A Pass Christian family who lost everything to Katrina says a national magazine has helped answer two years' worth of prayers. Cottage Living bought the Swanier Family a Katrina cottage, then a team of employees built it. It was important to the volunteers that the house feel like a home.
Ten-year-old Alicia Swanier says her room is the best part of her family's brand new house.
"I feel a lot of space. More than a trailer," said Alicia.
As the family prepares to move into their new home, Tina Swanier says she can't help thinking how much this house means to her and to her husband and children.
"This house is a new beginning," said Tina Swanier. "It's the first day of the rest of our lives all over again."
Photographs along the living room wall tell the Swaniers' journey and the difference Mercy Housing and Cottage Living Magazine have made. The magazine has helped with money and labor, and even sent one of the magazine's interior decorators to help make the house feel more homey.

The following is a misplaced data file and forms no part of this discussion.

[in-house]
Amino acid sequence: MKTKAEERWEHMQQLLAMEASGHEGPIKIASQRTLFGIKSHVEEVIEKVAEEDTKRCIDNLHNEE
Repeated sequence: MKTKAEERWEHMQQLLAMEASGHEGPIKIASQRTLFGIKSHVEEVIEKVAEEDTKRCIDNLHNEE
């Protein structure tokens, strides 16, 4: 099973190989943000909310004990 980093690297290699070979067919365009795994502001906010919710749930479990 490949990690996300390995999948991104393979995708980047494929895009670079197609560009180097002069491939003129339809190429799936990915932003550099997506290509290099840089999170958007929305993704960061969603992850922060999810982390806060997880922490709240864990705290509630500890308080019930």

Turner Carroll said the magazine had never taken on a project like this one.
"This is a real, real project. It wasn't something that we were just getting camera ready for a photograph. We were building with our own hands, we're building this house for a family to come in and live, hopefully, a long wonderful life... and pass on to their kids, and something that's going to be in their family forever."
The Swaniers say they're so grateful for all they've been given that they want to pay it forward.
"I'm glad I stayed," said Tina Swanier. "I'm glad I stayed and I'm glad everything worked out the way it did. And if there's anybody else that needs help, we're willing to volunteer ourselves, because we know how hard and what it's meant to us."
Officials say Cottage Living also paid for furnishings and landscaping. The Swanier house will be featured in the magazine's December issue.